COLUMBUS, Ohio — Patriotism and pro sports are deeply interconnected in the United States. Most games begin with a rendition of the Star Spangled Banner, and some sprinkle other displays of American lore throughout the contest. However, do pro sports really teach and convey a genuine love of one’s country? According to new research from The Ohio State University, most Americans don’t think so. Less than half of surveyed U.S. adults (47%) agree with the notion that pro sports promote patriotism.
Conducted prior to the pandemic (2018-2019), the survey also reports that only 34 percent believe pro sports teaches respect for the military. Moreover, just a third agree that pro sports can guide people on how to “be American.”
“The patriotic imagery and messages in sports are so common that many people don’t even recognize it is there,” says lead study author Chris Knoester, associate professor of sociology at The Ohio State University, in a university release.
Patriotism ‘often not even noticed’ at sporting events
The online poll encompassed 3,993 Americans in total, spread out across all 50 states. The purpose of the research was to determine just how much Americans notice all of the patriotic messaging in pro sports. Apparently, most have become so accustomed to such practices they hardly even register it.
“We have the singing of the national anthem, the giant flag, the military flyovers – it is part of our culture and people accept it as normal – so much so that it is often not even noticed,” notes study co-author Evan Davis, visiting assistant professor of sport management at St. John Fisher College in Rochester, New York. “But can you imagine going to a theater and having everyone stand up before the movie and sing the national anthem? It is really a unique part of sports in the United States.”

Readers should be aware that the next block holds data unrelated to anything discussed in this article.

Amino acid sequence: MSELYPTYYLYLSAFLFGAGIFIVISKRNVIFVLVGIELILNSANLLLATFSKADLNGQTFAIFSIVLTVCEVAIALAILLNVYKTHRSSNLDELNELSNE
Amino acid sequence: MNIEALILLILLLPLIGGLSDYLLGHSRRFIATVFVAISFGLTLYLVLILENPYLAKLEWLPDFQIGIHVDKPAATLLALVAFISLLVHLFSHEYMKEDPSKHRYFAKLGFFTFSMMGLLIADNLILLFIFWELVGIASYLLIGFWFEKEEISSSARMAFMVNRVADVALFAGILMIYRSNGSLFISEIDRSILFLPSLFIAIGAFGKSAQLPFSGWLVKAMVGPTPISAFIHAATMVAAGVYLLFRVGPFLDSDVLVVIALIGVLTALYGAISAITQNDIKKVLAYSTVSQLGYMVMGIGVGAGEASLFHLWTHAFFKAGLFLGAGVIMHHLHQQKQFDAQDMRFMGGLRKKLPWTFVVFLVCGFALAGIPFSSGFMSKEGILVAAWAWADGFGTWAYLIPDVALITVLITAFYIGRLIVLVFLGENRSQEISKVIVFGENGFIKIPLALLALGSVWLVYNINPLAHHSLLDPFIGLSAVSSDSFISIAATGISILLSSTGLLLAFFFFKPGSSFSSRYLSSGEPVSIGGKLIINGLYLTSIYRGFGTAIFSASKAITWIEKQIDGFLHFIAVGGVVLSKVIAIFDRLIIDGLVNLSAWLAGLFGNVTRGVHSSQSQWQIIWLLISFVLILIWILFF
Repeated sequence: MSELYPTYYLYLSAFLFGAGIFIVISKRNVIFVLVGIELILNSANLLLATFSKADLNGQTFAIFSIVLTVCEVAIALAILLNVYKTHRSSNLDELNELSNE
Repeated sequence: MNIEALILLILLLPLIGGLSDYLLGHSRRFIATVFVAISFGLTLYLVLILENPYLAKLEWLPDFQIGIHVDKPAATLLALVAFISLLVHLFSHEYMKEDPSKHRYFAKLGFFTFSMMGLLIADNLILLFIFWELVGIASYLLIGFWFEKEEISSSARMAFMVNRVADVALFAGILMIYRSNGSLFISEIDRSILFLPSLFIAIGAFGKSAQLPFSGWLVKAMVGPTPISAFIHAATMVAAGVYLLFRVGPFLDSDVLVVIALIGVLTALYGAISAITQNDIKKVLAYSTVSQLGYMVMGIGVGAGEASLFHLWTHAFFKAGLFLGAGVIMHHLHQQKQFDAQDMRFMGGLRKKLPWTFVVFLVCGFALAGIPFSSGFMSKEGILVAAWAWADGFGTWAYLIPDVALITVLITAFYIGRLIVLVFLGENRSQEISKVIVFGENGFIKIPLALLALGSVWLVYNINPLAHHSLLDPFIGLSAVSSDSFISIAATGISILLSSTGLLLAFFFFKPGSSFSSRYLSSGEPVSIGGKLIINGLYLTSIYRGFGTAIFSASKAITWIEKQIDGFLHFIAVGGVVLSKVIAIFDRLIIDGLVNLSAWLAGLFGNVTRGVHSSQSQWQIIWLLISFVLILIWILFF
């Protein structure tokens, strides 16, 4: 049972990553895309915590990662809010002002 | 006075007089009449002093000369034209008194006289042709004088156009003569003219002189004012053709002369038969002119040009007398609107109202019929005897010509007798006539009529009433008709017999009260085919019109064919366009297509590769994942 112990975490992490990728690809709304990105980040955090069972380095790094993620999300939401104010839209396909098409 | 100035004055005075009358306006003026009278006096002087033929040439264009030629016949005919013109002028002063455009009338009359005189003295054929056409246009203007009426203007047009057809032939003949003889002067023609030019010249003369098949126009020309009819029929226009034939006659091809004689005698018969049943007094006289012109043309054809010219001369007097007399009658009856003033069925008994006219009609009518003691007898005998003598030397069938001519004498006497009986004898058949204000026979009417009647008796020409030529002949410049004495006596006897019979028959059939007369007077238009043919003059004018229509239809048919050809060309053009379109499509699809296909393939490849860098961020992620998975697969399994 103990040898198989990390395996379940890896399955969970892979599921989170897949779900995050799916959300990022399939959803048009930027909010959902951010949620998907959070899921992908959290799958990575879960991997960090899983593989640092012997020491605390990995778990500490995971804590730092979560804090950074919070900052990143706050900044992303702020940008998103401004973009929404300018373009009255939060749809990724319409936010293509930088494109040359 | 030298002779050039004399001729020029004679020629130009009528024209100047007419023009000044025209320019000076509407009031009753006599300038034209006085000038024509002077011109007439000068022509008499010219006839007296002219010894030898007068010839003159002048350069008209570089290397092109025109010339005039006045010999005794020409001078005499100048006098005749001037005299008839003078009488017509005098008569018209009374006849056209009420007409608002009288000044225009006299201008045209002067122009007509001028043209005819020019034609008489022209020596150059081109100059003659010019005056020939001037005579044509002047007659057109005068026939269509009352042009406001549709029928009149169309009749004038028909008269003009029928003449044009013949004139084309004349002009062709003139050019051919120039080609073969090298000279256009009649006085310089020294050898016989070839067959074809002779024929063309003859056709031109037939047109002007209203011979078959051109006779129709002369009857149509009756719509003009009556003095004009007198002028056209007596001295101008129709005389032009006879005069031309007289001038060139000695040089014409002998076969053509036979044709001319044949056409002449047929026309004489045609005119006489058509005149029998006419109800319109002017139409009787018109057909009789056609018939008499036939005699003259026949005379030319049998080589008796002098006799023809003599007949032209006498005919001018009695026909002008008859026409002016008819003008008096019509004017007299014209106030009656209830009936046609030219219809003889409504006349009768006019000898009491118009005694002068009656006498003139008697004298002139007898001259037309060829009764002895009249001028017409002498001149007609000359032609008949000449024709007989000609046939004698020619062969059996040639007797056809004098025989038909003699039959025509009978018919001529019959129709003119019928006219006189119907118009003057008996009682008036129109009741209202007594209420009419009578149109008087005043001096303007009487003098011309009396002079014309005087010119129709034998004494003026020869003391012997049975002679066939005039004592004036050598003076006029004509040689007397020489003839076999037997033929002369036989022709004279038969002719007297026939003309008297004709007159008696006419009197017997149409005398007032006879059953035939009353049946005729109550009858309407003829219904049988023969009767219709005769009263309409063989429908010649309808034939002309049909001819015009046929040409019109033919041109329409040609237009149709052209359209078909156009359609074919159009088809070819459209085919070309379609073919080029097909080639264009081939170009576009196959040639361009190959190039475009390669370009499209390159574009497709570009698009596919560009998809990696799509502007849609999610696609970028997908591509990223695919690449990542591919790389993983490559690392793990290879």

Notably, a number of demographics were more likely to agree with the idea that pro sports encourage patriotism. Such groups included Republicans, Christians, and heterosexuals.
“These tend to be groups that have traditionally had high status in the United States, been comfortable with their situations, and therefore have positive feelings about these values,” Prof. Knoester comments. “It makes sense that they are more aware and supportive of these cultural messages in sports.”
However, researchers also note that many historically lower-class demographics such as Black, Latino and high-school educated Americans were actually more likely to agree with the connection between sports and patriotism than White and college-educated Americans. “That may be because sports are seen as more meritocratic than the rest of society and offer more opportunities for advancement in our society for people who are not White and college educated,” Prof. Knoester adds.
Finally, dedicated sports fans were also more likely to agree with the idea that pro sports promotes patriotism, military respect, etc. Study authors theorize such individuals approve of these messages, even if only on a subconscious or silent level, due to their passion as a sports fan.
“Based on our findings, it seems that most Americans do not recognize sport as a social institution that promotes nationalism – although there is good evidence that it does,” Prof. Knoester concludes. “We need to continue to research which cultural messages are promoted through sports, why, and to what effect.”
The study is published in the International Review for the Sociology of Sport.